I remember when my mother pushed me in my baby buggy through streets with fire storms and house facades falling down. And I know since this time I had asthma. In regular intervals, I couldn't get air. Today, this has developed into ephysemia. The capacity of my lungs is 20 percent. That is not much.

But that wasn't all. My father had to go as a soldier. My mother moved with me to Schlesien, a German region then but now Poland. She came from there, where 1942 there was no war and no bombs. Three years later, everything was different. The army of the Soviet Union was on the banks of the River Oder. My mother, my younger brother and I, five years old, were part of a fleeing people trying to reach the west, threatened by Polish partisans and regular Soviet troops on the lookout for Nazis who liked to hide themselves among the fleeing people.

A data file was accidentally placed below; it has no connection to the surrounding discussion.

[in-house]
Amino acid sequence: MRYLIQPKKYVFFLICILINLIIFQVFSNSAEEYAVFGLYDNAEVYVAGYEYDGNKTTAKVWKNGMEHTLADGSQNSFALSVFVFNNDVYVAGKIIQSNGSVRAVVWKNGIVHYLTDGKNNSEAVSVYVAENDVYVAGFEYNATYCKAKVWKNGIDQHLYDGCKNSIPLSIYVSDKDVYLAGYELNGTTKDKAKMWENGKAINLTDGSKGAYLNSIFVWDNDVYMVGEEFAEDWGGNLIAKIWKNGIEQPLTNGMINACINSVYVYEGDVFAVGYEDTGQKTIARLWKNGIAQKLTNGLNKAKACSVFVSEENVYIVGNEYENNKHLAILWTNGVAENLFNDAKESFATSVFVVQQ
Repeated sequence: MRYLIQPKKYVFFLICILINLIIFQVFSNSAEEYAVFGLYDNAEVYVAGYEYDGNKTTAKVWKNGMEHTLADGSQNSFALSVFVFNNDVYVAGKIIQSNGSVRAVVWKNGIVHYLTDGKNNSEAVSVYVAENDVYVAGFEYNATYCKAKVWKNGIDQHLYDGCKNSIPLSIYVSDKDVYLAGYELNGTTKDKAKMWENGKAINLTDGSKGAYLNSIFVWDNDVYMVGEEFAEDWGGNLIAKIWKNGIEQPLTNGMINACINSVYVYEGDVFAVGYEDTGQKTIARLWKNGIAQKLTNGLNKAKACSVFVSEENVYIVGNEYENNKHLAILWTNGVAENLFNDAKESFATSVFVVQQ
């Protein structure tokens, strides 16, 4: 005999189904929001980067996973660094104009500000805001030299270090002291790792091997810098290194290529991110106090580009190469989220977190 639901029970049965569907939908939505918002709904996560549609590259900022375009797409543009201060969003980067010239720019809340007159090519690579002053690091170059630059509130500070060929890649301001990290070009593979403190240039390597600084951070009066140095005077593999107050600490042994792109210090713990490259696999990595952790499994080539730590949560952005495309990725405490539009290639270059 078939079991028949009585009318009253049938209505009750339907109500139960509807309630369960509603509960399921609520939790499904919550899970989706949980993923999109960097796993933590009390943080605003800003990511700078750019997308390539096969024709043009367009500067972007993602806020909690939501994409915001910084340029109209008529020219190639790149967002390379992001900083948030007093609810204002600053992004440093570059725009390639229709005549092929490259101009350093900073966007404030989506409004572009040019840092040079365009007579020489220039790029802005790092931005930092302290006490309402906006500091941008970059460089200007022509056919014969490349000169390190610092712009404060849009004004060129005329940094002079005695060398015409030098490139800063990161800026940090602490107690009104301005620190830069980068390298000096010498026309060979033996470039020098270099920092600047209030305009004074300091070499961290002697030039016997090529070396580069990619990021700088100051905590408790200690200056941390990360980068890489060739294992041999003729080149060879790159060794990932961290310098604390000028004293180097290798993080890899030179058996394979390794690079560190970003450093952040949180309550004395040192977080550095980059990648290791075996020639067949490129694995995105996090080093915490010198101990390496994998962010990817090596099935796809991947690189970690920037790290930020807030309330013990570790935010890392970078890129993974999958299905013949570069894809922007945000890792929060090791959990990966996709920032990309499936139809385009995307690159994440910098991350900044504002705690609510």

Once we were almost shot. We suffered hunger and I, always, shortness of breath.

That is my small story as the author of this exhibition and why I have done it. With this exhibition, nobody earns money. It costs money. That it was possible at all, I thank the Hamburg Foundation for Science and Culture.

In Germany, the exhibition was shown - in the German language - in 2009 and 2010 in twelve cities. It was shown in city halls, libraries, universities and culture institutions. I wish for the exhibition to remain in Cambodia. Maybe it can find a place in the genocide museum.

Maybe Samdech Hun Sen can remember the small, the long-haired journalist who sat across from him and was irritated by his glass eye. Maybe he can say something that will provide a place for the exhibition in Tuol Sleng.

Thank you very much for coming. I hope I have explained to you why I always come back to Cambodia and, at the end, this exhibition could be presented.